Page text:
In spending time with the Honduras Girl Guides as part of a GSUSA and WAGGGS twinning project, Alexis learned about human trafficking. On returning home, she initiated a website – www.teensontrafficking.org – to educate youth on human trafficking, provide safety and prevention tips, and raise awareness about products that are a result of slave labor. Alexis' efforts have led to approximately 12,700 visits to her site.
Girl Scouts of Southern Alabama: Mobile, Alabama
Following a tragic loss in her community when a LifeFighter helicopter was unable to land in time to transport an accident victim, Erin made it her mission to raise awareness and funds to build a new helipad. She wrote articles for local newspapers, spoke with local businesses, presented her plan to the city council and raised the necessary funds, as well as provided instructions for maintaining the helipad. Erin's community will reap the benefits of this new structure for years to come.
Girl Scouts of Western Pennsylvania: Pittsburgh, Pennsylvania
Ariel designed a new and simple technique for sanitizing stethoscopes to minimize the risk of patient infections. She presented her methodology to 24 nursing units and promoted her method via posters, e-mail reminders and screen savers. Ariel also created a 'Golden Stethoscope' trophy for the nursing unit with the best cultures at the end of the study. She published her work in Family Practice magazine, and presented it at the International Screened and Engineering Fair.
Girl Scouts of Dakota Horizon: Sioux Falls, South Dakota
Noticing an increase in her community's homeless population, Annika designed pallets – bedrolls constructed from plastic grocery bags – to provide warmth to those in needed. She also put together an instructional video for creating these pallets. To date, more than 100 volunteers who made 38 pallets using 15,200 grocery bags.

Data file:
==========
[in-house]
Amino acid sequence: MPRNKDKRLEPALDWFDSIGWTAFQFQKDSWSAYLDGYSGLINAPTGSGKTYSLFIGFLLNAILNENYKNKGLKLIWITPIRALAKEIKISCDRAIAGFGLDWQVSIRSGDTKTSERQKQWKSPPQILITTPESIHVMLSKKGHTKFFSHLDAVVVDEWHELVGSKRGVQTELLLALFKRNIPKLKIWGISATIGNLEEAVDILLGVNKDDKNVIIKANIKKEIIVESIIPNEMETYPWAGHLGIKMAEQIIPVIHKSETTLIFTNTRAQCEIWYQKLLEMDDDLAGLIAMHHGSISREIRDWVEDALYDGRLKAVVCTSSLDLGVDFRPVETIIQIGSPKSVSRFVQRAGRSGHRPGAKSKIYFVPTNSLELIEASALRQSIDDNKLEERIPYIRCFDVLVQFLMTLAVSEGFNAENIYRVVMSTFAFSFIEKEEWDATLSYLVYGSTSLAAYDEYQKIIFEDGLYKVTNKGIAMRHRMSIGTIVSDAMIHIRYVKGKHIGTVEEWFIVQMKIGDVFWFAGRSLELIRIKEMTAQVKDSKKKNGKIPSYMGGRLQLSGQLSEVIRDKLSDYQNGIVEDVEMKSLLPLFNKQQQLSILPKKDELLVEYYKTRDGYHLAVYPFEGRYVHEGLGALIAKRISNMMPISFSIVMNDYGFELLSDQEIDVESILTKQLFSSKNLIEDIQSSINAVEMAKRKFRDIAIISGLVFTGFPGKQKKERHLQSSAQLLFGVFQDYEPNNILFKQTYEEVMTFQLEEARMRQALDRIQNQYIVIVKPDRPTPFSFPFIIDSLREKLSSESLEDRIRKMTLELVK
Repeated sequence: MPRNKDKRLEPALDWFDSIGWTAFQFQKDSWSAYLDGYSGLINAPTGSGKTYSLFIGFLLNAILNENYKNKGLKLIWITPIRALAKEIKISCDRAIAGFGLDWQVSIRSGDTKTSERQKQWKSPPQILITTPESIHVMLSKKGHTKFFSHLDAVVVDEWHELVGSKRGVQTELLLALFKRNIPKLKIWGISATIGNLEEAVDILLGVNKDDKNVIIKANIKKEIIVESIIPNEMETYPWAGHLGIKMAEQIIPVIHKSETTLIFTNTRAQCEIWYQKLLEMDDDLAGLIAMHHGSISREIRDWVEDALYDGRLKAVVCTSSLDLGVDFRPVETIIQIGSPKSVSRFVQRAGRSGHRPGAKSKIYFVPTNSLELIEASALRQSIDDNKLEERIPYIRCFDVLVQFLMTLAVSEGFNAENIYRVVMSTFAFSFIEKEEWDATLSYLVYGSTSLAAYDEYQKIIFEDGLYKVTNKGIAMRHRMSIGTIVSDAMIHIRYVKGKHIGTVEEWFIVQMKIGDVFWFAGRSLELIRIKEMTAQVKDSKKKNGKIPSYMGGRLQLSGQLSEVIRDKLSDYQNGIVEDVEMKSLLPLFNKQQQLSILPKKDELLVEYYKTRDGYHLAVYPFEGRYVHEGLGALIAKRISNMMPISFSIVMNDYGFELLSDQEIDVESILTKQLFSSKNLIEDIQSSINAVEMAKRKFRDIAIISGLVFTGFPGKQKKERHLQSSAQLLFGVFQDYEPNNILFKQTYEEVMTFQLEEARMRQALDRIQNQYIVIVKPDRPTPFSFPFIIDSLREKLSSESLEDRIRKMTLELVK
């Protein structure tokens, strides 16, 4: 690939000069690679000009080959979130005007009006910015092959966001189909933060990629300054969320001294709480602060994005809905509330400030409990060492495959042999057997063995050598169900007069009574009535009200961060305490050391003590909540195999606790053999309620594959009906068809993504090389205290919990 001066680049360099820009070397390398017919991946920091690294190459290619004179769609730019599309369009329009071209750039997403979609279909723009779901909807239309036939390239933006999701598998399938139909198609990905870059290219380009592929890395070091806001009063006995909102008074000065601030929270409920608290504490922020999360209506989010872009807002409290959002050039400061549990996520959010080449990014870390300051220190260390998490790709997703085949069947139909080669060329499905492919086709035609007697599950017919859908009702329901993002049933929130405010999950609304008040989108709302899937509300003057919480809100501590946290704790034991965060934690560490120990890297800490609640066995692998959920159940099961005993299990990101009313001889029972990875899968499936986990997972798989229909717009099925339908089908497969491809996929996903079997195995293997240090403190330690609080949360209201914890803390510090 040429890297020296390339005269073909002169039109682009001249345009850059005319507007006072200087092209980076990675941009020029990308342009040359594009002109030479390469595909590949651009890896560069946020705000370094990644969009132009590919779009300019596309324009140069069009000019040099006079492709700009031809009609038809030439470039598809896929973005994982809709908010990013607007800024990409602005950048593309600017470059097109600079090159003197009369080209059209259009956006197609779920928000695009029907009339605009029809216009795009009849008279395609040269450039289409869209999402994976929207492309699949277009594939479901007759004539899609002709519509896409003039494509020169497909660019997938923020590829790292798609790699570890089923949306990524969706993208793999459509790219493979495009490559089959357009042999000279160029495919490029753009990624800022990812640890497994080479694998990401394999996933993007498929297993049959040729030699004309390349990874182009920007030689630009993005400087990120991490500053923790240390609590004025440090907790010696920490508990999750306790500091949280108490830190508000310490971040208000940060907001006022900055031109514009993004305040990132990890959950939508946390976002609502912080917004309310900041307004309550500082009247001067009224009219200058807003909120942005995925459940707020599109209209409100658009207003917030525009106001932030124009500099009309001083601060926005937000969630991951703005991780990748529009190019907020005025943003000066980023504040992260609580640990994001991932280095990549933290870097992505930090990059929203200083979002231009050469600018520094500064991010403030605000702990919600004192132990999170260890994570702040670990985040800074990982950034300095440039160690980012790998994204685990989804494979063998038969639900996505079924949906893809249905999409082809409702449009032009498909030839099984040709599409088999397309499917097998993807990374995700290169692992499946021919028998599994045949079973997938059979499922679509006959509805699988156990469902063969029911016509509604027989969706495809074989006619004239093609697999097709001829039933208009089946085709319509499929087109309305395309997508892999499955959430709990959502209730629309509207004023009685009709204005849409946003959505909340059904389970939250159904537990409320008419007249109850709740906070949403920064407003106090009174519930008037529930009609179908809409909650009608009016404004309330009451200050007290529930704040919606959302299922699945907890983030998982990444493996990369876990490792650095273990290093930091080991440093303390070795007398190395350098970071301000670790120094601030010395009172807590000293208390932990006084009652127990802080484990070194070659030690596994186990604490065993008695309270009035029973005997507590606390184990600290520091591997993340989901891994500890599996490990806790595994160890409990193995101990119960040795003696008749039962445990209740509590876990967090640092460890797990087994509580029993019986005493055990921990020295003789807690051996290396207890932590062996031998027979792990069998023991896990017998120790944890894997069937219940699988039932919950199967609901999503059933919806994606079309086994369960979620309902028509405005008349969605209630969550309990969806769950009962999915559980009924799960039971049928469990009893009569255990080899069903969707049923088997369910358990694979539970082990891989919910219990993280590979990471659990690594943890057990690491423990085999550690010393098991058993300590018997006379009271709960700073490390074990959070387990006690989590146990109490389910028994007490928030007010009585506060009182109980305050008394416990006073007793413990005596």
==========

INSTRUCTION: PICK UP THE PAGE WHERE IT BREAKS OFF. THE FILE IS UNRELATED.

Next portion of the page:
Girl Scouts of Southern Illinois: Glen Carbon, Illinois
Dara collaborated with her school's guidance department to organize a career fair that included 60 diverse professionals and community partners. The event attracted 315 students interested in learning about different career paths and the educational requirements for securing related jobs. Dara also created a 'virtual career fair' connected to her school's website. To date, approximately 700 students have visited the site. Thanks to her efforts, the career fair will be offered annually with support from the guidance department.
"We celebrate these 10 inspiring young ladies for implementing community action projects that will serve those in need for years to come. These young ladies truly exemplify the Girl Scout motto of building girls of courage, confidence and character who make this world a better place," said Anna Maria Chávez, chief executive officer, Girl Scouts of the USA.
The 2011 National Young Women of Distinction program is made possible through support from Coca-Cola, Ford Motor Company and the Kappa Delta sorority.
About Girl Scouts
Founded in 1912, Girl Scouts of the USA is the preeminent leadership development organization for girls with 3.4 million girl and adult members worldwide. Girl Scouts is the leading authority on girls' healthy development, and builds girls of courage, confidence, and character, who make the world a better place. The organization serves girls from every corner of the United States and its territories. Girl Scouts of the USA also serves American girls and their classmates attending American or international schools overseas in 90 countries. For more information on how to join, volunteer, reconnect, or donate to Girl Scouts, call (800) GSUSA-4-U (800-478-7248) or visit www.girlscouts.org.